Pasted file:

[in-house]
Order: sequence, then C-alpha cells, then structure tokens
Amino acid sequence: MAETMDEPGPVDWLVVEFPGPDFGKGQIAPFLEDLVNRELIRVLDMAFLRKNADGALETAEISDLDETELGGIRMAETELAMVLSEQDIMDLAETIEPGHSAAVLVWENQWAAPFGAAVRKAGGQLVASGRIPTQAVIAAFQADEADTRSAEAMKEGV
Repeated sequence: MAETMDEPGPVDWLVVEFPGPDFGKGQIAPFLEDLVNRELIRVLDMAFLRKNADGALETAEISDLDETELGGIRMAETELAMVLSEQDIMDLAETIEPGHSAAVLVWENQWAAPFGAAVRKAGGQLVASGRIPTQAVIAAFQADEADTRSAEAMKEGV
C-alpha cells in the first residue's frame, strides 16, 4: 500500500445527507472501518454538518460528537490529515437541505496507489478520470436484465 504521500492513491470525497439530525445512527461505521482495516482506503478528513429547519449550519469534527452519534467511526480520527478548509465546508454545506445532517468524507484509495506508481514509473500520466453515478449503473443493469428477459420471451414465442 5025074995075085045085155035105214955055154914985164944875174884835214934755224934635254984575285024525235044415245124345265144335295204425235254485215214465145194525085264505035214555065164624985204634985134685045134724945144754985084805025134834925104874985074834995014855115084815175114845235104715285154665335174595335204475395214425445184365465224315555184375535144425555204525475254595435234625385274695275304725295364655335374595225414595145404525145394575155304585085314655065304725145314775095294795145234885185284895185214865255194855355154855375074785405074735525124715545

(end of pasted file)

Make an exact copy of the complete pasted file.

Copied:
[in-house]
Order: sequence, then C-alpha cells, then structure tokens
Amino acid sequence: MAETMDEPGPVDWLVVEFPGPDFGKGQIAPFLEDLVNRELIRVLDMAFLRKNADGALETAEISDLDETELGGIRMAETELAMVLSEQDIMDLAETIEPGHSAAVLVWENQWAAPFGAAVRKAGGQLVASGRIPTQAVIAAFQADEADTRSAEAMKEGV
Repeated sequence: MAETMDEPGPVDWLVVEFPGPDFGKGQIAPFLEDLVNRELIRVLDMAFLRKNADGALETAEISDLDETELGGIRMAETELAMVLSEQDIMDLAETIEPGHSAAVLVWENQWAAPFGAAVRKAGGQLVASGRIPTQAVIAAFQADEADTRSAEAMKEGV
C-alpha cells in the first residue's frame, strides 16, 4: 500500500445527507472501518454538518460528537490529515437541505496507489478520470436484465 504521500492513491470525497439530525445512527461505521482495516482506503478528513429547519449550519469534527452519534467511526480520527478548509465546508454545506445532517468524507484509495506508481514509473500520466453515478449503473443493469428477459420471451414465442 5025074995075085045085155035105214955055154914985164944875174884835214934755224934635254984575285024525235044415245124345265144335295204425235254485215214465145194525085264505035214555065164624985204634985134685045134724945144754985084805025134834925104874985074834995014855115084815175114845235104715285154665335174595335204475395214425445184365465224315555184375535144425555204525475254595435234625385274695275304725295364655335374595225414595145404525145394575155304585085314655065304725145314775095294795145234885185284895185214865255194855355154855375074785405074735525124715545